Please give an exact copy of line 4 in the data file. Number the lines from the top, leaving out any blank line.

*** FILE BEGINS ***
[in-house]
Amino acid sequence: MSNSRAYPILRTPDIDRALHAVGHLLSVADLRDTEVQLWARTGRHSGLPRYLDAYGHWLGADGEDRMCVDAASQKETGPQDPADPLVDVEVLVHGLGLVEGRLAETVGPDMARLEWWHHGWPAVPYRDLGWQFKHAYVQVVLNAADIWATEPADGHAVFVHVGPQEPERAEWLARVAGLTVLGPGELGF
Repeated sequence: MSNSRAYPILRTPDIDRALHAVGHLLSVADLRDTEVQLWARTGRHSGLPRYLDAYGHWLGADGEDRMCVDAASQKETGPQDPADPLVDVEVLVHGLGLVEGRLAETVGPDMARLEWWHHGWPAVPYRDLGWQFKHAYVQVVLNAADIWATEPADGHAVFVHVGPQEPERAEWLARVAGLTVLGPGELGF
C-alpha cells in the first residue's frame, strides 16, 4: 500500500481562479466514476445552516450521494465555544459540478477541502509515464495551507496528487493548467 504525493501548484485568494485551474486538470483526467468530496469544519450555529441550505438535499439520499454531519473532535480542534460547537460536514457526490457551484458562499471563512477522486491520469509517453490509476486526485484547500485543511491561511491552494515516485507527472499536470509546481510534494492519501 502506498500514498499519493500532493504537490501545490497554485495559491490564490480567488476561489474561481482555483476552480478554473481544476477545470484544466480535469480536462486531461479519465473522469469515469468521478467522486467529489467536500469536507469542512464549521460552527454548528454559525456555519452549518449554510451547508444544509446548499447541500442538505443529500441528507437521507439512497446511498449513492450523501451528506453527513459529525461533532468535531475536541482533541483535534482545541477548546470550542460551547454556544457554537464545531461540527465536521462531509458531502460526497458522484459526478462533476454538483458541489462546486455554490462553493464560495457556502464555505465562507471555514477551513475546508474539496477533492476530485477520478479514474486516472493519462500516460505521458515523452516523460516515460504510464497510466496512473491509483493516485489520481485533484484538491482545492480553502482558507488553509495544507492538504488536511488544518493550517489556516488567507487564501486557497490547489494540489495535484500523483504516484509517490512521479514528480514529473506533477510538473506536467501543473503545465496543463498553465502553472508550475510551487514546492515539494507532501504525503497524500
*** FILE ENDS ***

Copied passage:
C-alpha cells in the first residue's frame, strides 16, 4: 500500500481562479466514476445552516450521494465555544459540478477541502509515464495551507496528487493548467 504525493501548484485568494485551474486538470483526467468530496469544519450555529441550505438535499439520499454531519473532535480542534460547537460536514457526490457551484458562499471563512477522486491520469509517453490509476486526485484547500485543511491561511491552494515516485507527472499536470509546481510534494492519501 502506498500514498499519493500532493504537490501545490497554485495559491490564490480567488476561489474561481482555483476552480478554473481544476477545470484544466480535469480536462486531461479519465473522469469515469468521478467522486467529489467536500469536507469542512464549521460552527454548528454559525456555519452549518449554510451547508444544509446548499447541500442538505443529500441528507437521507439512497446511498449513492450523501451528506453527513459529525461533532468535531475536541482533541483535534482545541477548546470550542460551547454556544457554537464545531461540527465536521462531509458531502460526497458522484459526478462533476454538483458541489462546486455554490462553493464560495457556502464555505465562507471555514477551513475546508474539496477533492476530485477520478479514474486516472493519462500516460505521458515523452516523460516515460504510464497510466496512473491509483493516485489520481485533484484538491482545492480553502482558507488553509495544507492538504488536511488544518493550517489556516488567507487564501486557497490547489494540489495535484500523483504516484509517490512521479514528480514529473506533477510538473506536467501543473503545465496543463498553465502553472508550475510551487514546492515539494507532501504525503497524500